The positives are solid instruction from a beautiful dancer, with some truly lovely moves and combinations thrown in. After working with Elegant Turns and Arabesques I spent some time improvising. Whereas I usually shy away from turns and arabesques, now I was flitting around the studio with glee.

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Quickie Review of Spins and Turns with Marguerite

One of my major weak spots in dance is the turn. This is the legacy of not having taken ballet classes beyond those miserable ten weeks as a child, but I don’t know how to spot, I have little balance, and I can rarely end where I’m supposed to. I still remember going to a trial class with a well-known New York City bellydance teacher, and her having the students do chaine turns across the floor. For some reason, the entire class seemed to be filled with pro dancers (and this was notan advanced class) who could chaine up a tornado if they needed to. I got dizzy after a few steps.
The mermaid spin: not happening for me anytime soon.
 I’ve been working towards spotting in one of my weekly classes, where the instructor teaches it quite well. But I worked with Spins and Turns with Marguerite to see if I might learn any tricks that could help me outside of class time.
The verdict? Spins and Turns should almost just be called “Spins with Marguerite.” Well, that’s not totally fair, but the focus is very much on technique for performing extended spins and whirling. In this sense, it is varied and covers a lot of technique: Marguerite covers preparatory stretches (though no warmup), step turns, pivot turns, turns on releve, and barrel turns. She offers multiple types of spotting techniques, including a cool one that involves spotting on the ceiling. There are different kinds of arm positions, again, mainly to add interest to longer spins, or with veil. And there is a section on level changes, including the quite difficult “mermaid” spin performed on the floor. (This was painful enough that I realized after one try that it would be unsafe for me to continue on my own.) The head flip turn I didn’t even attempt – I knew that would be a bad idea. Finally, there are tips on shoes, surfaces, and even braiding a tassle into your hair. A couple of performances round out the video, an old school orientale performance in heels, with zills and veil, and an “ethnic” spinning dance in Central Asian-inspired costume.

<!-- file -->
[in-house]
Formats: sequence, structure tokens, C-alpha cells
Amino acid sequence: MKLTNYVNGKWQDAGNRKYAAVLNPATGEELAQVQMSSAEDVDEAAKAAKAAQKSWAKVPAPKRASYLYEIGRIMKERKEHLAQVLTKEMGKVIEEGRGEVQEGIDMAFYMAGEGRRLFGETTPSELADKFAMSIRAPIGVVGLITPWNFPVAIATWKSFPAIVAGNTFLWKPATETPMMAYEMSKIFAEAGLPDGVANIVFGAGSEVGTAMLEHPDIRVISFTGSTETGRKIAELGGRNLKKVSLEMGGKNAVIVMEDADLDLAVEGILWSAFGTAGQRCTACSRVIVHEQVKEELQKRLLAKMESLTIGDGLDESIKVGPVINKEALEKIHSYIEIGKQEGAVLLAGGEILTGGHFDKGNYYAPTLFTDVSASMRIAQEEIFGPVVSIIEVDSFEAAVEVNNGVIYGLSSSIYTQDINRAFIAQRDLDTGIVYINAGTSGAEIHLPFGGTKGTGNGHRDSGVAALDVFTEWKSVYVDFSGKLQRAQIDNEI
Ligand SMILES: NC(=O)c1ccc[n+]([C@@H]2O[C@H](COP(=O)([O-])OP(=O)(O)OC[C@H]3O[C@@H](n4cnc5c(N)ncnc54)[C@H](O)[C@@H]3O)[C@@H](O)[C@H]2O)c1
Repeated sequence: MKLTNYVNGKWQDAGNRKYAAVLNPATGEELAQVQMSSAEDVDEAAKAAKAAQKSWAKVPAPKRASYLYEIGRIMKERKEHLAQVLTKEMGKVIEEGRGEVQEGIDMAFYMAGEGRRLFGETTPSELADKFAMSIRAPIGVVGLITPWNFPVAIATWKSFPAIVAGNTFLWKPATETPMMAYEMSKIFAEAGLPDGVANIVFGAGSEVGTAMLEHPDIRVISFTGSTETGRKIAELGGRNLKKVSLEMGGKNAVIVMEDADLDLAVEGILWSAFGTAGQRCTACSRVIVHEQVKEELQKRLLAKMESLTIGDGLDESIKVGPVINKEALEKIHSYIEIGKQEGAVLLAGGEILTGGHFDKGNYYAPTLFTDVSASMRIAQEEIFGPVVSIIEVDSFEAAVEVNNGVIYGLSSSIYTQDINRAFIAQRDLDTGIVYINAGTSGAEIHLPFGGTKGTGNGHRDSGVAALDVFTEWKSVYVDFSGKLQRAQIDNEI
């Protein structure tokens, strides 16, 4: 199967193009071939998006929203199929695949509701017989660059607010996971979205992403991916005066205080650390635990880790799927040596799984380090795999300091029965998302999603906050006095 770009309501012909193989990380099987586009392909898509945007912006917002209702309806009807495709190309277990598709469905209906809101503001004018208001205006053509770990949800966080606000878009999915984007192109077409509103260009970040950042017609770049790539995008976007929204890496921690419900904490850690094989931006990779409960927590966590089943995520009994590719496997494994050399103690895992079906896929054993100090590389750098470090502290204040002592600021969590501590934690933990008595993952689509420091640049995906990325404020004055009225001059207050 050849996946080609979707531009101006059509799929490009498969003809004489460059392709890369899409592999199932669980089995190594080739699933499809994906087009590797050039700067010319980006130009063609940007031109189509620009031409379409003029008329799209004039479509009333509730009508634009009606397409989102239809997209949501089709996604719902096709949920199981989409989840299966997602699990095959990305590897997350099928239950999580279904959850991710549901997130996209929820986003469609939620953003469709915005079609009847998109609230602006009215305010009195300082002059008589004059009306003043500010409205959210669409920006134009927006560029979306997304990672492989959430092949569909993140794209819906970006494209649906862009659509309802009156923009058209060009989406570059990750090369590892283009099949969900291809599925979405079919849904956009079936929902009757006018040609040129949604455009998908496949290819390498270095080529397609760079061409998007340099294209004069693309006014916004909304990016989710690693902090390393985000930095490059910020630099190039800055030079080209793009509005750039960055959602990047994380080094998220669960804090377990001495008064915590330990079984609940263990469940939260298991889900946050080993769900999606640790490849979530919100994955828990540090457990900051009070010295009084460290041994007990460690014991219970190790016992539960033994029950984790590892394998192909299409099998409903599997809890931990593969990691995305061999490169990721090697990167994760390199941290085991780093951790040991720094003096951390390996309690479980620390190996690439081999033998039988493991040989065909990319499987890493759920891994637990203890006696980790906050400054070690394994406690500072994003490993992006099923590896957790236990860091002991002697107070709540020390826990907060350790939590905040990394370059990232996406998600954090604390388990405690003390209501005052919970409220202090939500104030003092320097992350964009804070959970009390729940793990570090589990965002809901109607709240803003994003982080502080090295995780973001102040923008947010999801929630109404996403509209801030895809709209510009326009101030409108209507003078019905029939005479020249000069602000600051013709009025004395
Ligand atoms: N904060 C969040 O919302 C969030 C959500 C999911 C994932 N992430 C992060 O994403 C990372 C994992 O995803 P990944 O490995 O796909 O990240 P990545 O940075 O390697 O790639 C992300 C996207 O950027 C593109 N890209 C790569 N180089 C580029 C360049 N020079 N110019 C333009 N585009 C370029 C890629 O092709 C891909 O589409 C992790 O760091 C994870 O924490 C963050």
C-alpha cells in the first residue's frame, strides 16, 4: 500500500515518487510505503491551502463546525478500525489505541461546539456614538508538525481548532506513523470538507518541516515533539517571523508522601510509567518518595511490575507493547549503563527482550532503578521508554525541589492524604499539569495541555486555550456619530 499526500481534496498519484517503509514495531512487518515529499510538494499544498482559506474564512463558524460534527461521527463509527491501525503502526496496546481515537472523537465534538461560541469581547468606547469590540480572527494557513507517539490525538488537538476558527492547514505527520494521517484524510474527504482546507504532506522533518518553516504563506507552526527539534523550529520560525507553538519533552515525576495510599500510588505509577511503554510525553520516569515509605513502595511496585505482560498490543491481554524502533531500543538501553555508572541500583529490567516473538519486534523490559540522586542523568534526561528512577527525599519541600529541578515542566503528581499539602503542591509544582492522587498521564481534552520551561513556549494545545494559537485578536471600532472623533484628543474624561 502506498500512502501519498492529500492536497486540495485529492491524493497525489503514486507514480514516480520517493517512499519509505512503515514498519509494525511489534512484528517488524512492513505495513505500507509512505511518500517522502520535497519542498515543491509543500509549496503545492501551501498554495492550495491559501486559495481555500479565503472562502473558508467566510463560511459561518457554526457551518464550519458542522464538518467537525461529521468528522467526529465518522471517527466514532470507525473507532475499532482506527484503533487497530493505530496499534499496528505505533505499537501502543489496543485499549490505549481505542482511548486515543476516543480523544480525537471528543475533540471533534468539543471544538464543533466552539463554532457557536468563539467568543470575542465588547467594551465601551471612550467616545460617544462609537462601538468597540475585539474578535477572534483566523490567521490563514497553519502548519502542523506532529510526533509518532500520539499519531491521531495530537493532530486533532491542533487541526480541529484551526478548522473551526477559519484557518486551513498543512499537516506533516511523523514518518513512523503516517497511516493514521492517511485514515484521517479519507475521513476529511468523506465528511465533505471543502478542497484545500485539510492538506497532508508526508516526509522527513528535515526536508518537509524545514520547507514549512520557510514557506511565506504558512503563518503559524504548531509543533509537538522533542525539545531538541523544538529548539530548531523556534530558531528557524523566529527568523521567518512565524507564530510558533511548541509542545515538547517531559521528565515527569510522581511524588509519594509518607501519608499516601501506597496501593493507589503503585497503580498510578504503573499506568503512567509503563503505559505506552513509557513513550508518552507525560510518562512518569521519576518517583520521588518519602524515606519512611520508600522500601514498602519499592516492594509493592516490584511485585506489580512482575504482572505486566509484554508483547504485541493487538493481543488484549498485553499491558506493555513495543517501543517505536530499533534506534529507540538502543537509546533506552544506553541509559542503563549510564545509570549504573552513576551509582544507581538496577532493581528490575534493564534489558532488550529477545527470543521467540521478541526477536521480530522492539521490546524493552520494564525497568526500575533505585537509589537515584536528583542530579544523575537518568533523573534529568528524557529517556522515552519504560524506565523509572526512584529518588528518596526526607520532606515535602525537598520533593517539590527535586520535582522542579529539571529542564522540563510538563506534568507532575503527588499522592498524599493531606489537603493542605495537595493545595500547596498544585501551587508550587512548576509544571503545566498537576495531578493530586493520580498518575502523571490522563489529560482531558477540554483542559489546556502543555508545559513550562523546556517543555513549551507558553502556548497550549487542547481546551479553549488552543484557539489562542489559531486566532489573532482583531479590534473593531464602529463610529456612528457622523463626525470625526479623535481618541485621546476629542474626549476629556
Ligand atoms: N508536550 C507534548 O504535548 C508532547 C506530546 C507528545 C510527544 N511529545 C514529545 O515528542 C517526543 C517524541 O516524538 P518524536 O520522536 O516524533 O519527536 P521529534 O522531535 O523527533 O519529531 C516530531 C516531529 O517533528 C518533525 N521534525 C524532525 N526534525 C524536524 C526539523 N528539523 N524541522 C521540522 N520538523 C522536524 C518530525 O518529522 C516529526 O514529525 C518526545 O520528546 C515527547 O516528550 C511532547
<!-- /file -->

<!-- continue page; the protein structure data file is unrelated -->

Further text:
If you are looking to learn to spin for meditation or performance, this video would be just the thing. I imagine if you wanted to incorporate extensive spinning into a veil choreo, it would be useful too. It wasn’t quite what I was looking for, however. I usually encounter choreographies that have a few three point turns worked into other footwork, or several turns in quick succession across the floor. The video didn’t really cover these and it also didn’t quite tell me how to stop on point.

The other thing really has to do with me as a learner. Turns – both getting up to speed and spotting – are hard for me. Marguerite breaks things down very carefully. Nevertheless, when she goes up to speed I’m not sure how I’m supposed to make that leap. I’m still looking for that video that will help me with really minute, step-by-step instruction on getting brief turns just right.


 

Ballet for Oriental Dance with Autumn Ward

I took part in Autumn Ward’s “Ballet Technique for Oriental Dance” workshop yesterday at Salsa International. I have pain in the weirdest muscles today (my pecs hurt, if you can believe it!) and places in my hip, and my credit card also hurts because of the Sharifwear sale they were having…. but all in all, it was great.

You obviously can’t learn much ballet in two hours, but that wasn’t the point of the exercise. I thought this class might be something like an introductory ballet class, but it was nothing of the kind. Instead, it was much more interesting: Autumn discussed some aspects of ballet that have been incorporated into oriental dance, and how they might vary from the ballet forms. This also included some descriptions of ballet technique — she made us do some very interesting exercises for getting a proper pointed foot, for example.

Autumn talked about arm positions in ballet and how we vary them for oriental dance, and made us do a partner exercise where we had to use our arms, in position, to resist against our partner. (Hence the painful pecs and back muscles today, which I take as a good sign!) We worked on that hipdrop-kick movement that gets used so much in bellydance, and on getting a graceful leg extension.

And, we spent a lot of time on turns. I’m probably the most turn-challenged person on the face of the planet, but I loved her instruction. First of all, she talked about how ballet drives spins and turns from the legs, while oriental dance drives them with the arms or the hips. She went over arm technique, and right away I realised how much I had been missing by not using my arms. And although she mentioned spotting, she didn’t start with it. My trouble is that spotting, if anything, makes me more dizzy and confused, and makes me forget about what my body is supposed to do. I found I did alright when I just focused on my body — my footwork, and powering the turns with my arms — but the moment I tried to introduce spotting I lost it all.

We also covered arabesques, spinning inward and outward, and when each might be used. All in all, it was a wonderfully useful, tight class. I’m not a brilliant spinner now, but one can’t be after two hours. Stil, I now have a much better idea of what to do, and strangely enough, I have this desire to run around a room spinning — I can see how it could get addictive!